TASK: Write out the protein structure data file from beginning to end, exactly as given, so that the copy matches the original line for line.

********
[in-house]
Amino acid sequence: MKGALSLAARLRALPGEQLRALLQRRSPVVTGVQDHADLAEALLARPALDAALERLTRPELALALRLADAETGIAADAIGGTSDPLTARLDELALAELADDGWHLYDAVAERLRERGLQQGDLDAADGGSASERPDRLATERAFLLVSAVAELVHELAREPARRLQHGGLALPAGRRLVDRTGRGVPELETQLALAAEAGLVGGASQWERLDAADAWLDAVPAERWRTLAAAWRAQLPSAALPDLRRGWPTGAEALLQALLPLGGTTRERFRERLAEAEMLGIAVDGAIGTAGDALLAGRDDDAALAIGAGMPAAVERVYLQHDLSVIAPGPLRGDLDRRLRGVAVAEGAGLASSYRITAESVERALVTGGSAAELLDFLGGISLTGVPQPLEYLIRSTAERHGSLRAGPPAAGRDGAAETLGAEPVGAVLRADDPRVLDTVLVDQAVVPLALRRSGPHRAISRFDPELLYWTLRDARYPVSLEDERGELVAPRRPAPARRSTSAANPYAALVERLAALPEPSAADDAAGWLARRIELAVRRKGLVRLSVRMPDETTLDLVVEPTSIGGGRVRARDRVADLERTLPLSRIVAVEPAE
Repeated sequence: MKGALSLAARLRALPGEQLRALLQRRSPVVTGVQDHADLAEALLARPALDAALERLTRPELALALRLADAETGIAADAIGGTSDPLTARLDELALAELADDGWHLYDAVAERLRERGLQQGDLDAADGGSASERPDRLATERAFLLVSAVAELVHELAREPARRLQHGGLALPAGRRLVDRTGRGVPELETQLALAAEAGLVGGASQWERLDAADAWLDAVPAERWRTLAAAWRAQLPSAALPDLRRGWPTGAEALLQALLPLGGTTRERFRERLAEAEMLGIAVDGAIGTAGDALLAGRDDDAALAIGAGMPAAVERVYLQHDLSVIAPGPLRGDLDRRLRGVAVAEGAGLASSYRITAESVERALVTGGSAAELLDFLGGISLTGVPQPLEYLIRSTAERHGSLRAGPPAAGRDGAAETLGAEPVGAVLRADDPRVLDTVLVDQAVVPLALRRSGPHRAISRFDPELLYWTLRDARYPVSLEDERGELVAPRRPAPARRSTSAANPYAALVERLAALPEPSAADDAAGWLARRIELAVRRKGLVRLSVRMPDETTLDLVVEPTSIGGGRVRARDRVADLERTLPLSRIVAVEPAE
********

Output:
[in-house]
Amino acid sequence: MKGALSLAARLRALPGEQLRALLQRRSPVVTGVQDHADLAEALLARPALDAALERLTRPELALALRLADAETGIAADAIGGTSDPLTARLDELALAELADDGWHLYDAVAERLRERGLQQGDLDAADGGSASERPDRLATERAFLLVSAVAELVHELAREPARRLQHGGLALPAGRRLVDRTGRGVPELETQLALAAEAGLVGGASQWERLDAADAWLDAVPAERWRTLAAAWRAQLPSAALPDLRRGWPTGAEALLQALLPLGGTTRERFRERLAEAEMLGIAVDGAIGTAGDALLAGRDDDAALAIGAGMPAAVERVYLQHDLSVIAPGPLRGDLDRRLRGVAVAEGAGLASSYRITAESVERALVTGGSAAELLDFLGGISLTGVPQPLEYLIRSTAERHGSLRAGPPAAGRDGAAETLGAEPVGAVLRADDPRVLDTVLVDQAVVPLALRRSGPHRAISRFDPELLYWTLRDARYPVSLEDERGELVAPRRPAPARRSTSAANPYAALVERLAALPEPSAADDAAGWLARRIELAVRRKGLVRLSVRMPDETTLDLVVEPTSIGGGRVRARDRVADLERTLPLSRIVAVEPAE
Repeated sequence: MKGALSLAARLRALPGEQLRALLQRRSPVVTGVQDHADLAEALLARPALDAALERLTRPELALALRLADAETGIAADAIGGTSDPLTARLDELALAELADDGWHLYDAVAERLRERGLQQGDLDAADGGSASERPDRLATERAFLLVSAVAELVHELAREPARRLQHGGLALPAGRRLVDRTGRGVPELETQLALAAEAGLVGGASQWERLDAADAWLDAVPAERWRTLAAAWRAQLPSAALPDLRRGWPTGAEALLQALLPLGGTTRERFRERLAEAEMLGIAVDGAIGTAGDALLAGRDDDAALAIGAGMPAAVERVYLQHDLSVIAPGPLRGDLDRRLRGVAVAEGAGLASSYRITAESVERALVTGGSAAELLDFLGGISLTGVPQPLEYLIRSTAERHGSLRAGPPAAGRDGAAETLGAEPVGAVLRADDPRVLDTVLVDQAVVPLALRRSGPHRAISRFDPELLYWTLRDARYPVSLEDERGELVAPRRPAPARRSTSAANPYAALVERLAALPEPSAADDAAGWLARRIELAVRRKGLVRLSVRMPDETTLDLVVEPTSIGGGRVRARDRVADLERTLPLSRIVAVEPAE